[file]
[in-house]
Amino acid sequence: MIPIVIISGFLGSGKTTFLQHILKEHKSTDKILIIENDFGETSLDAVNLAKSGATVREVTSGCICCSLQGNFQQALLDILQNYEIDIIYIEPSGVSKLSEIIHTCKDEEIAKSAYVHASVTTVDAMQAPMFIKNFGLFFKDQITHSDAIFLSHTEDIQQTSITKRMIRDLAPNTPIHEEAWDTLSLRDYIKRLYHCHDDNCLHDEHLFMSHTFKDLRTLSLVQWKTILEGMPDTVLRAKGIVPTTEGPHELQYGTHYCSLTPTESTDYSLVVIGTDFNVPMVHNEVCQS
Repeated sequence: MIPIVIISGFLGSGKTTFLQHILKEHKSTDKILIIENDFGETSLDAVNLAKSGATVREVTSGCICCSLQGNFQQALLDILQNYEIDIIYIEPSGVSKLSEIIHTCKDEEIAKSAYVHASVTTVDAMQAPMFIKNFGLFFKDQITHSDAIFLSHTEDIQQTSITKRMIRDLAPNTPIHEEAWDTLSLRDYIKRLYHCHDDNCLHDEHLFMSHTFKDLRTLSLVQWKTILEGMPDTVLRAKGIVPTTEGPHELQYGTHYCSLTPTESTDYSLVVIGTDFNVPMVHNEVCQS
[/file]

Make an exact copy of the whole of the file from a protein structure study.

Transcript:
[in-house]
Amino acid sequence: MIPIVIISGFLGSGKTTFLQHILKEHKSTDKILIIENDFGETSLDAVNLAKSGATVREVTSGCICCSLQGNFQQALLDILQNYEIDIIYIEPSGVSKLSEIIHTCKDEEIAKSAYVHASVTTVDAMQAPMFIKNFGLFFKDQITHSDAIFLSHTEDIQQTSITKRMIRDLAPNTPIHEEAWDTLSLRDYIKRLYHCHDDNCLHDEHLFMSHTFKDLRTLSLVQWKTILEGMPDTVLRAKGIVPTTEGPHELQYGTHYCSLTPTESTDYSLVVIGTDFNVPMVHNEVCQS
Repeated sequence: MIPIVIISGFLGSGKTTFLQHILKEHKSTDKILIIENDFGETSLDAVNLAKSGATVREVTSGCICCSLQGNFQQALLDILQNYEIDIIYIEPSGVSKLSEIIHTCKDEEIAKSAYVHASVTTVDAMQAPMFIKNFGLFFKDQITHSDAIFLSHTEDIQQTSITKRMIRDLAPNTPIHEEAWDTLSLRDYIKRLYHCHDDNCLHDEHLFMSHTFKDLRTLSLVQWKTILEGMPDTVLRAKGIVPTTEGPHELQYGTHYCSLTPTESTDYSLVVIGTDFNVPMVHNEVCQS